Because of the advances in shotshells, beginning in the 1950s, (plastic shot cups, etc.) older guns pattern extremely tight with modern shells. They are choked tighter than more modern guns. Grandpa's test for a full choked 12ga was that a dime would balance in the muzzle. GO get a modern 12 ga, and a dime falls through a full choke. Shoot steel in a full choked old gun, and you might just blow off the choke! Stick with lead for all the older guns.

I have a letter from Ithaca, dated 1949, to my Grandfather, he had writen them asking about the guarantee on the springs. They wrote back, affirming that the springs were guaranteed never to take a set. The letter also included a message from the VP stating that he should not use "Express" type shells in his gun. They were not needed and were "akin to using a bulldozer to thread a needle"!!!

Assuming your gun is in good mechanical condition, has 2 3/4in chambers, and does not have twist barrels, modern lead ammo in the 3dr-3 1/4dr eq range should not hurt it with occassional use.

If your gun does have twist barrels (of any kind), stick to blackpowder loads only, and stay on the mild side of them, for safety. Twist barrels can develope rust in the welds between the strips, where it is not visible to the eye, and you could have a very weak barrel that looks fine. I would hang a twist barrel gun on the wall. A gun with fluid steel (bored steel, nickel steel, etc) barrels still deserves a walk in the fields, once in a while.

Dave McC
December 18, 2010, 11:08 PM
First, have a gunsmith you'd trust your life to check over your heirloom and see if it can be fired at all,safely.

If so, Polywad, RST and Gamebore carry short,low pressure loads just for guns like this. Something like 7/8 oz at 900 FPS,but they work.

December 19, 2010, 01:57 AM
Deleted see similar thread if interested.

January 3, 2011, 10:45 AM
would this be a safe round to send down range in the old gun ? 1300fps seems kinda high for such a small round , and almost the same as current rounds

January 3, 2011, 11:04 AM
I would not fire that round in that gun. I have an old timer as well. I decided it was safer to hang it on a wall as decoration. Most of todays ammunition has too much pressure. I did fire off to 2 1/2 Remington round but hung it up afterword. I suggestion wall hanger for you as well unless a gunsmith give you the OK first.

January 3, 2011, 11:57 AM
IF the gun has been checked and found safe to shoot, I would look at something like these:


They were designed for old guns

January 4, 2011, 04:23 PM
I have one of these for a 12 to 9mm but this should work for the old girl , should eleminate the whole forcing cone deal and add extra strength to the chamber . Just plain and simple Im not going to a gun smith , none around here i trust . this one is 12 to 20 http://www.brownells.com/.aspx/sid=44775/sku/12_20_Ga_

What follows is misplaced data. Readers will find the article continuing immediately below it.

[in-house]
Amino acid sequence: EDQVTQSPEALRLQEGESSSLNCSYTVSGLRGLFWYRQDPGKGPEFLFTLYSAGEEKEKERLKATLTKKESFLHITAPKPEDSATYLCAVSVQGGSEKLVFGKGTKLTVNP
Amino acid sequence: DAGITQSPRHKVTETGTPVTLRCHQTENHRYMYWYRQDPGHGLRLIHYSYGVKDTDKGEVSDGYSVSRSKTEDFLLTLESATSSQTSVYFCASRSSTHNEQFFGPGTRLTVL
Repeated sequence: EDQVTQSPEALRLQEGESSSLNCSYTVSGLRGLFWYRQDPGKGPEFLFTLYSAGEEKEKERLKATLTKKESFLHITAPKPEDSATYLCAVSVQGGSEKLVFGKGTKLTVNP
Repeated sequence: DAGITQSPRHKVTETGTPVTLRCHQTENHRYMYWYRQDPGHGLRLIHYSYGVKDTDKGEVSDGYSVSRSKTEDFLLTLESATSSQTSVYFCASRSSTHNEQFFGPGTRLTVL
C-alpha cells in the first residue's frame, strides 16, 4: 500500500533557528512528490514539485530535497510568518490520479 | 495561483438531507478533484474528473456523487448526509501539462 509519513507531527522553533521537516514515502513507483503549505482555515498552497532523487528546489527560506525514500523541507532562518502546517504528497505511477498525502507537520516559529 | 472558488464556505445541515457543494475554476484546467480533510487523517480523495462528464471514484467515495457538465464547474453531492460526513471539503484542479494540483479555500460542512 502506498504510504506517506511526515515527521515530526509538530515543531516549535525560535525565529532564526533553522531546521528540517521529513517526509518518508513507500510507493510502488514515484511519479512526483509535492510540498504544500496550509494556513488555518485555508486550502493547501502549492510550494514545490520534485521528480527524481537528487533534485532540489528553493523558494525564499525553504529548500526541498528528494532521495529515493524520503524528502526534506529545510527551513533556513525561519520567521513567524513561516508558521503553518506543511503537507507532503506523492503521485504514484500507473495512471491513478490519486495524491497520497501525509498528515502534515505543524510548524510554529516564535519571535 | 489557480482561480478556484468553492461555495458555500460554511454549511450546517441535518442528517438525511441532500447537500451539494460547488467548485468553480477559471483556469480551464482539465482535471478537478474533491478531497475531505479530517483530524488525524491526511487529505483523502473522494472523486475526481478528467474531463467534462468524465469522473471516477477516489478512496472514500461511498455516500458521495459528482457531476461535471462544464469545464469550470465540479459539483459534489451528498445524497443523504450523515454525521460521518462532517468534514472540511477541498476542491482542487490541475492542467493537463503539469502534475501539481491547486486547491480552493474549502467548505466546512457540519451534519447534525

January 4, 2011, 05:00 PM
Deleted. Confused with another thread.

January 4, 2011, 05:11 PM
I have one of these for a 12 to 9mm but this should work for the old girl , should eleminate the whole forcing cone deal and add extra strength to the chamber . Just plain and simple Im not going to a gun smith , none around here i trust . this one is 12 to 20

It seems you are missing the point about chamber dimensions - those work (barely - I have them), in a gun in good condition for modern ammo - something your gun has not been declared to be able to handle.

If your life isn't worth the few bucks to get it done right, then just hang it on the wall

January 4, 2011, 11:04 PM

My father has an old SxS shotgun like yours I went out to the local gun club with it and was about to give it a blast with some low power hand loads when I was spotted by the local gun expert who is also a gun smith. He told me that Old shotguns like yours (pre 1920's) are only to be shot with cartridges loaded with BLACK POWDER as that was all that was available when they were made. Modern Smokeless Powders are to powerfull and cause excessive pressure and can cause catastrophic failure when used in old firearms that were made only for Black Powder.
I think I was lucky and the day could have turned out very bad (for me).

I think you will have to do what I did and find cartridges that are the right length and very slowly work up a load using BLACK POWDER.

Jim Watson
January 4, 2011, 11:13 PM
If it has steel barrels, your best bet is 2 1/2" shells from the outfits listed by Dave McC.

Just because a Chinamart Econoblast shell has a light shot load does not mean it is a low pressure shell. Probably the opposite, a couple of grains less of a fast hot powder will save them some real money by the truckload, but pressures will be near the maximum.